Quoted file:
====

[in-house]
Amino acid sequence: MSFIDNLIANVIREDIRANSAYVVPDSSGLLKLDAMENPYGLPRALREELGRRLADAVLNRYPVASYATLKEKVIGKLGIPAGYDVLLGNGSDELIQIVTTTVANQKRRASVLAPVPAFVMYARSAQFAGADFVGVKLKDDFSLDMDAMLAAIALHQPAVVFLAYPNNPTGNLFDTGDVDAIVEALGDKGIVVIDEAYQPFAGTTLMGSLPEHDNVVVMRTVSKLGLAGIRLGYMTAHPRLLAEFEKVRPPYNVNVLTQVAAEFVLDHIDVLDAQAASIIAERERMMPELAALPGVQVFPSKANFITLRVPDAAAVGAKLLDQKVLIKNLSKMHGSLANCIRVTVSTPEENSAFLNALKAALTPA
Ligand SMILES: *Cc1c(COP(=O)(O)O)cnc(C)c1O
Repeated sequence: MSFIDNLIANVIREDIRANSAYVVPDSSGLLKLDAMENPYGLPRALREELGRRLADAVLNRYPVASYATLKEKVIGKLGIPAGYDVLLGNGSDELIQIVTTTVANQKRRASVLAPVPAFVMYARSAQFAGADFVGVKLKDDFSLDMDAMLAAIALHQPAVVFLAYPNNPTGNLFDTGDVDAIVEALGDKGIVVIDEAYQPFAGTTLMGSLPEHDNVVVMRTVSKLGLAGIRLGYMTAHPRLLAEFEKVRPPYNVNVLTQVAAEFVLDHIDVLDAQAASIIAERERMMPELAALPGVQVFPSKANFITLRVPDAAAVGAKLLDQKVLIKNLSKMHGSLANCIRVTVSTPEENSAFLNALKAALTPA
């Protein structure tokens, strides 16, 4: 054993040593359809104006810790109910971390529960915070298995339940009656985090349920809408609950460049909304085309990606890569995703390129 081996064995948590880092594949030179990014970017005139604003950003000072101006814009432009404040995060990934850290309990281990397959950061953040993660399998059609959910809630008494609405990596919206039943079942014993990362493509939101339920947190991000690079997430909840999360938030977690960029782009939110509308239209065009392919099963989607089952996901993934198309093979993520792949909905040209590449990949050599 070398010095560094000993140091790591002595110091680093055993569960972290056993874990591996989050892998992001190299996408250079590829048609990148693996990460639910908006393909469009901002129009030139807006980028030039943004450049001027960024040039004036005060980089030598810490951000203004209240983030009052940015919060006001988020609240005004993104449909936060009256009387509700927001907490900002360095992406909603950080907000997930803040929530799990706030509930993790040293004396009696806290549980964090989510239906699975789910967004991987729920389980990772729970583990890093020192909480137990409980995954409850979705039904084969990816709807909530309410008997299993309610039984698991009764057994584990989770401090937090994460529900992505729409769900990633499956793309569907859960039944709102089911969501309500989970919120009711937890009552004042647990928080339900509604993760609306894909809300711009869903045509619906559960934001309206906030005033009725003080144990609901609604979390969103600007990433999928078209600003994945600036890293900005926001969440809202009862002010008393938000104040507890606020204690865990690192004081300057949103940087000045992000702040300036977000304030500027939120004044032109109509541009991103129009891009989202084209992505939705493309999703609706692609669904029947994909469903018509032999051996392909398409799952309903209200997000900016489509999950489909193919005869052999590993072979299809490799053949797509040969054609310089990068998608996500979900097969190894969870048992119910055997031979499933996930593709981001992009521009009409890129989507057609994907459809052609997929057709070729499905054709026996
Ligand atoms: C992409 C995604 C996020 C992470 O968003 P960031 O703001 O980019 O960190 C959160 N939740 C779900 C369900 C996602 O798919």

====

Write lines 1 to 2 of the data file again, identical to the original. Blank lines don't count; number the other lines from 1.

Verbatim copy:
[in-house]
Amino acid sequence: MSFIDNLIANVIREDIRANSAYVVPDSSGLLKLDAMENPYGLPRALREELGRRLADAVLNRYPVASYATLKEKVIGKLGIPAGYDVLLGNGSDELIQIVTTTVANQKRRASVLAPVPAFVMYARSAQFAGADFVGVKLKDDFSLDMDAMLAAIALHQPAVVFLAYPNNPTGNLFDTGDVDAIVEALGDKGIVVIDEAYQPFAGTTLMGSLPEHDNVVVMRTVSKLGLAGIRLGYMTAHPRLLAEFEKVRPPYNVNVLTQVAAEFVLDHIDVLDAQAASIIAERERMMPELAALPGVQVFPSKANFITLRVPDAAAVGAKLLDQKVLIKNLSKMHGSLANCIRVTVSTPEENSAFLNALKAALTPA